Missourians Press Finance Reform at Perot Conference

By Bill Lambrecht Post-Dispatch Washington Bureau | St Louis Post-Dispatch (MO), August 15, 1995 | Go to article overview

Missourians Press Finance Reform at Perot Conference


Bill Lambrecht Post-Dispatch Washington Bureau, St Louis Post-Dispatch (MO)


SANDY McCLURE, WHO heads Ross Perot's Missouri organization, has a simple prescription for keeping tabs on Congress - "Follow the money."

McClure, of Springfield, led a delegation of about 50 Missourians to Dallas last weekend for Perot's United We Stand America conference.

In her call for campaign finance reform, McClure reflected one of the clearest messages from the Perot forces who gathered in Texas. And yet, despite their demands, no reform plan in Congress is moving toward final passage.

Why is this important? Because the Perot activists represent millions of ticket-splitting voters who can be counted on to throw their weight around in unpredictable ways if they stay mad.

Perot himself spoke impatiently of continued delays in Congress, one of which is the contention by House Speaker Newt Gingrich, R-Ga., that he must study campaign reform before setting up a commission that studies it further. "I couldn't understand why this took a lot of study," Perot said. "Studies and studies and studies and studies have been done."

Even before Perot's gathering, polls showed a startling level of estrangement between the people and their government. Three of four people do not trust the government right now, according to interviews with 1,000 people last month in a privately financed project called America Talks Issues.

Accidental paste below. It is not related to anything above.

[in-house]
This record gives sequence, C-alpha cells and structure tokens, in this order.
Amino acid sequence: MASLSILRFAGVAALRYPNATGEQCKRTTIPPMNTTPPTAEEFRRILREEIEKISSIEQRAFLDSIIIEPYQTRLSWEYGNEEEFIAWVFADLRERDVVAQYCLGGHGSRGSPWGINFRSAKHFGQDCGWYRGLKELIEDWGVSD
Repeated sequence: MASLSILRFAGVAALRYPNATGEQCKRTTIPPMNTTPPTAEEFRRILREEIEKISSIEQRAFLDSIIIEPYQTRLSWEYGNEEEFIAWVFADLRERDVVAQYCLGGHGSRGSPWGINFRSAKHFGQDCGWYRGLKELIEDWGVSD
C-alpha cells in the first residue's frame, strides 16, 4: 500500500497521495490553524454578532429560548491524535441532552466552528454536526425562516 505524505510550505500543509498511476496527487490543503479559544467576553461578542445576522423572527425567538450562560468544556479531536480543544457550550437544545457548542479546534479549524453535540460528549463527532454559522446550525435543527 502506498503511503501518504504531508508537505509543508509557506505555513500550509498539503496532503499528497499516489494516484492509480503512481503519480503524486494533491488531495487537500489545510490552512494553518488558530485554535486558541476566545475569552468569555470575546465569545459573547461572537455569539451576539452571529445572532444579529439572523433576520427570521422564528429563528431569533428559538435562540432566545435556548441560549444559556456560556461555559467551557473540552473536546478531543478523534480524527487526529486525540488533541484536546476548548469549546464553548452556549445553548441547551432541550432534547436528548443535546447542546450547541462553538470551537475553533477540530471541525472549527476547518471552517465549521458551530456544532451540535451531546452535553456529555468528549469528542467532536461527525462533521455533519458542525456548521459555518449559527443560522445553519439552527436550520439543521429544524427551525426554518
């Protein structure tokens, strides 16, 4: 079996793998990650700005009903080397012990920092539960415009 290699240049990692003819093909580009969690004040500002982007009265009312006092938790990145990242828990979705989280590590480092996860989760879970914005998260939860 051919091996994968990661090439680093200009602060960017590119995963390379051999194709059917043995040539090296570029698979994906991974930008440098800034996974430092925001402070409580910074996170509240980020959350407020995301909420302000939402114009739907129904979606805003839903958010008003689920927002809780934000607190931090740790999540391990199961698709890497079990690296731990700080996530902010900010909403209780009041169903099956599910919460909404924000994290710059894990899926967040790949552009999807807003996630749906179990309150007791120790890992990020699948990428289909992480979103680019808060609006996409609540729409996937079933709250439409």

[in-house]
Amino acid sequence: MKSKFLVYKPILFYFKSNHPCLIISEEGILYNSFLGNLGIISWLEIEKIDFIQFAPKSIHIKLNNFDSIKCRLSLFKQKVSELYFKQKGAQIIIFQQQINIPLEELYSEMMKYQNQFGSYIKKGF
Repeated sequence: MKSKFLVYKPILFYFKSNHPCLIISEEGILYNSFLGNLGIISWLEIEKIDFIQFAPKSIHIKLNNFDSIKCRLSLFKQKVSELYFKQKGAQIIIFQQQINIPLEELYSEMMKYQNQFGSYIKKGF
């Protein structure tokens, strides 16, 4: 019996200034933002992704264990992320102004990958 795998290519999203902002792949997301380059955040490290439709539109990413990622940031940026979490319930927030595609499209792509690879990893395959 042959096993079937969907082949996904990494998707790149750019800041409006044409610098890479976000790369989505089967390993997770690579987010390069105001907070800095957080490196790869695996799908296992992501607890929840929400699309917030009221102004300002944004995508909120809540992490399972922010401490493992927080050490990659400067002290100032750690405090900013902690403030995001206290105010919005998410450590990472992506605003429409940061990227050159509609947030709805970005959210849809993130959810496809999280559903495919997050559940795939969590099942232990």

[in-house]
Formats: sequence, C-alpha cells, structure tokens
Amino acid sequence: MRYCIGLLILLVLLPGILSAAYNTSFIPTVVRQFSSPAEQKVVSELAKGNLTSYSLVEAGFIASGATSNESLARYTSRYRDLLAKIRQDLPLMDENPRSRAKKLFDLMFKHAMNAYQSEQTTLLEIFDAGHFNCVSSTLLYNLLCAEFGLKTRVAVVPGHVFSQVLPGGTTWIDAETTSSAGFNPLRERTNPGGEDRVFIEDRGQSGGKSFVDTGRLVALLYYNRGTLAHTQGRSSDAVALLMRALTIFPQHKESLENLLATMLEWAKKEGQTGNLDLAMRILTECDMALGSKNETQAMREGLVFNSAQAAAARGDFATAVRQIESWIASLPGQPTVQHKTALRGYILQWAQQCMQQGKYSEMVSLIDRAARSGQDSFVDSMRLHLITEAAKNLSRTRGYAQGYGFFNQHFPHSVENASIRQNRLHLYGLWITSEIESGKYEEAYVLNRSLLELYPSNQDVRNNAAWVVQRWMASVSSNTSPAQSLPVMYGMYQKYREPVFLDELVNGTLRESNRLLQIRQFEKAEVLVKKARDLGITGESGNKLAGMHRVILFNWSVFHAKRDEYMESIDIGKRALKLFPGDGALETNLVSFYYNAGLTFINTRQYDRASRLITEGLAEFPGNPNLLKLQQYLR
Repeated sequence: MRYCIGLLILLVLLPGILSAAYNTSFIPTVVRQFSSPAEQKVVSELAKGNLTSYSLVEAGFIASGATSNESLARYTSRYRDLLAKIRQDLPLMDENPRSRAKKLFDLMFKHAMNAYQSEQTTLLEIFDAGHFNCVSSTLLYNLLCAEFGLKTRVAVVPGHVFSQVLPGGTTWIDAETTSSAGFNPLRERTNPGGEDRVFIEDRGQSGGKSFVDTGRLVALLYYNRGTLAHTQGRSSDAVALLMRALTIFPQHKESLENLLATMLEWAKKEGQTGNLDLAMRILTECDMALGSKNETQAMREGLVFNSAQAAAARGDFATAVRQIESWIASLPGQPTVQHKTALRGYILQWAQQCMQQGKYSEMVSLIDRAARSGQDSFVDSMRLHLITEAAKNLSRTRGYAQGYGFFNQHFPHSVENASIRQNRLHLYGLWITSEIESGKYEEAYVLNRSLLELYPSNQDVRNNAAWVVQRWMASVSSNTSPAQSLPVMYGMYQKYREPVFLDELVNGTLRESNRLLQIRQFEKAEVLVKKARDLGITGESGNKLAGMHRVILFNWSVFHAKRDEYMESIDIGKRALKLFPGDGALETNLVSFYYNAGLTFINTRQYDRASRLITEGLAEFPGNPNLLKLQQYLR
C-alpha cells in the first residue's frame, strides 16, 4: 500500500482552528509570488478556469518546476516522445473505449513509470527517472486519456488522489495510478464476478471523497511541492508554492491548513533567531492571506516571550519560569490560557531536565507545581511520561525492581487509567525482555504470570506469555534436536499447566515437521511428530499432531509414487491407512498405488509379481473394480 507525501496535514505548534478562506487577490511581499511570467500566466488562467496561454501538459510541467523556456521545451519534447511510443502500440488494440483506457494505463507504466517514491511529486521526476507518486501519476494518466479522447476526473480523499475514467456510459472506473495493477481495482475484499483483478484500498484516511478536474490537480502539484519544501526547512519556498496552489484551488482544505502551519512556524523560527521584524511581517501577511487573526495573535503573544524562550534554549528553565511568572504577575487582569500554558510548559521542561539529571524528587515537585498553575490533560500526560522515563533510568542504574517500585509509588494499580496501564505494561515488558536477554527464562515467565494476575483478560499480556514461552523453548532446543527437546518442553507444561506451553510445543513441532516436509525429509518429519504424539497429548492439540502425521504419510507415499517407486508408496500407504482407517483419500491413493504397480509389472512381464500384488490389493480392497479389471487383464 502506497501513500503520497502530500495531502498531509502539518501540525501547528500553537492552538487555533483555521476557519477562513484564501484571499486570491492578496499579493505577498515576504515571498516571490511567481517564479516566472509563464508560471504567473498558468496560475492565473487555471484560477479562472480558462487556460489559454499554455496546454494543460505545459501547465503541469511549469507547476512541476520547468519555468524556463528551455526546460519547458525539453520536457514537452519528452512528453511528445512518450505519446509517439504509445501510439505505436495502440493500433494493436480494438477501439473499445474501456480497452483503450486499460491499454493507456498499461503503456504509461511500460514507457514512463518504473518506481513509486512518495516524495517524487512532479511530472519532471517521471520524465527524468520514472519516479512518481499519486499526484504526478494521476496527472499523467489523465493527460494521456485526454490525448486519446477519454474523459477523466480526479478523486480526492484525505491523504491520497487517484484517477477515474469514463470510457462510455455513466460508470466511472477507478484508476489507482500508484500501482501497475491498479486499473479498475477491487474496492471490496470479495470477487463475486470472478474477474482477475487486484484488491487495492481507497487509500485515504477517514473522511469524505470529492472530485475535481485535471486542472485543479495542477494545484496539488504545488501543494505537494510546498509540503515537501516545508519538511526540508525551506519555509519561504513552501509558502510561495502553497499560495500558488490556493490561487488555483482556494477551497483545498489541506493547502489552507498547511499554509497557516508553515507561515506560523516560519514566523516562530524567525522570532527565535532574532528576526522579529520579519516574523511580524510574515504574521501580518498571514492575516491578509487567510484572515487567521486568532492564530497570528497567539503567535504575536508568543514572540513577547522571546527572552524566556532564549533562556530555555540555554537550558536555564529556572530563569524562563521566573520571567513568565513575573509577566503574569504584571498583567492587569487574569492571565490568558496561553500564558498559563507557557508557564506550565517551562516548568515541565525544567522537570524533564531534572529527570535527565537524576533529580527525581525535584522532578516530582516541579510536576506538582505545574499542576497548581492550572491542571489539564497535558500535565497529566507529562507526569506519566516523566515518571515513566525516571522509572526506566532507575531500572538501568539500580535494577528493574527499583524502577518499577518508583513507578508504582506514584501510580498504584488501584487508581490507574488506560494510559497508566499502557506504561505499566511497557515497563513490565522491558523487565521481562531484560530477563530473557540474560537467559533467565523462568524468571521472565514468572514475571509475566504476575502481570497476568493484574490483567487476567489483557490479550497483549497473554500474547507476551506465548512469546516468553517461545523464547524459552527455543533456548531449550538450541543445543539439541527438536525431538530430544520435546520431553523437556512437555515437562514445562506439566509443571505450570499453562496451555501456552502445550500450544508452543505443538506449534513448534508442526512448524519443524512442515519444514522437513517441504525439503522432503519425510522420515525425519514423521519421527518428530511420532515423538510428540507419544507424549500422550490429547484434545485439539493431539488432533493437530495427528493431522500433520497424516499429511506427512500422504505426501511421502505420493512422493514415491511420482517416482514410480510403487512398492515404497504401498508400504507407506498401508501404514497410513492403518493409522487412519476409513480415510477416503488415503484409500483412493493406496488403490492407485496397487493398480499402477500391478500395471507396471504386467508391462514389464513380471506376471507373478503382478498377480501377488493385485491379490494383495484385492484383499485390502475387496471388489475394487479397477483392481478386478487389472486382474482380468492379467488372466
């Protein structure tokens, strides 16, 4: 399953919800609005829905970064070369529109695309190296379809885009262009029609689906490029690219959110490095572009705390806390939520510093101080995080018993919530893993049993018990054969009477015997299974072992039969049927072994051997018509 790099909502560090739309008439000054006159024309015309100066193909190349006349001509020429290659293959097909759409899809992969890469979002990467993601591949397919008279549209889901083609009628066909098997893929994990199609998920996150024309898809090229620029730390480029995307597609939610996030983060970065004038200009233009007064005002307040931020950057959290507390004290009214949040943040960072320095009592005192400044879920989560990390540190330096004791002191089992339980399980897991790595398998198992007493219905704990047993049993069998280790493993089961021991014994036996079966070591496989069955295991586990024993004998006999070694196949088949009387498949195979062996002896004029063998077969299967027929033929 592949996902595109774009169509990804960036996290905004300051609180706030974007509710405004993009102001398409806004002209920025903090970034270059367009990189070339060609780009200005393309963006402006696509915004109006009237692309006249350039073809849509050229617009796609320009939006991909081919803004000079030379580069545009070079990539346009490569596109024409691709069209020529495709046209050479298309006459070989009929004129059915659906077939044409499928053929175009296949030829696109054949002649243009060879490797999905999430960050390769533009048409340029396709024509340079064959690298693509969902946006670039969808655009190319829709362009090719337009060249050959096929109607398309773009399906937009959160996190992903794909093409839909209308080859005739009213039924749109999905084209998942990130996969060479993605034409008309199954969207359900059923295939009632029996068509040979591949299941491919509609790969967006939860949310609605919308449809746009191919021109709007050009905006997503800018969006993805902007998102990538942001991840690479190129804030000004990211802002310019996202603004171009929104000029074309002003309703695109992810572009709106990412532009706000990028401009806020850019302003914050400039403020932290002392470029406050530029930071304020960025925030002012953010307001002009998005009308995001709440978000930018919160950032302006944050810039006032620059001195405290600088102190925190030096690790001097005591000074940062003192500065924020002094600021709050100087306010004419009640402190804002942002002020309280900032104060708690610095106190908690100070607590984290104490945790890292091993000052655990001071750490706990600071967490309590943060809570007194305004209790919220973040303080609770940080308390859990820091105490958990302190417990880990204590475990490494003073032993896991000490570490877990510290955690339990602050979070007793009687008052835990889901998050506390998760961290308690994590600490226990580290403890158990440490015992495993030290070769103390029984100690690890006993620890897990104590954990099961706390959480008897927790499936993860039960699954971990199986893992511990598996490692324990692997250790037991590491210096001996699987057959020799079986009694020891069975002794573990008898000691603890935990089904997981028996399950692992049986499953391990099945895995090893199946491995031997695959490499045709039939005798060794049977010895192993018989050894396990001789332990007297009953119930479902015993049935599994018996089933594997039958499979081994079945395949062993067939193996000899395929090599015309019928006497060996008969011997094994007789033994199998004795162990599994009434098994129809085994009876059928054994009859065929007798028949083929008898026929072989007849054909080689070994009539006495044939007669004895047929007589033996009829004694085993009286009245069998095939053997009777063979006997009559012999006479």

The survey's fine print showed that 73 percent believed that government leaders "work for themselves," not those who elected them; 70 percent see government being run not for them but for the benefit of "special interests."

Perot's gathering of 3,500 agreed informally on drastic departures from the present system of money in politics. At the top of their list, many United We Stand members called for term limits for Congress - something unlikely to happen this century.

The Perot followers spoke clearly of their feelings when asked at a workshop on Sunday if they believed that members of Congress have a conflict of interest on the issue of term limits: 97 percent said yes. Many proclaimed that message on lapel stickers passed out in Dallas by John Thompson of Marshfield, Mo.

As part of their "Second Contract with America," the Perot followers also recommended:

Ending "soft money" - the millions of dollars in barely regulated money that flows to national party organizations.

Requiring members of Congress to raise most campaign money in their own districts.

Banning members of Congress, presidents and vice presidents from lobbying for five years after they leave office. …

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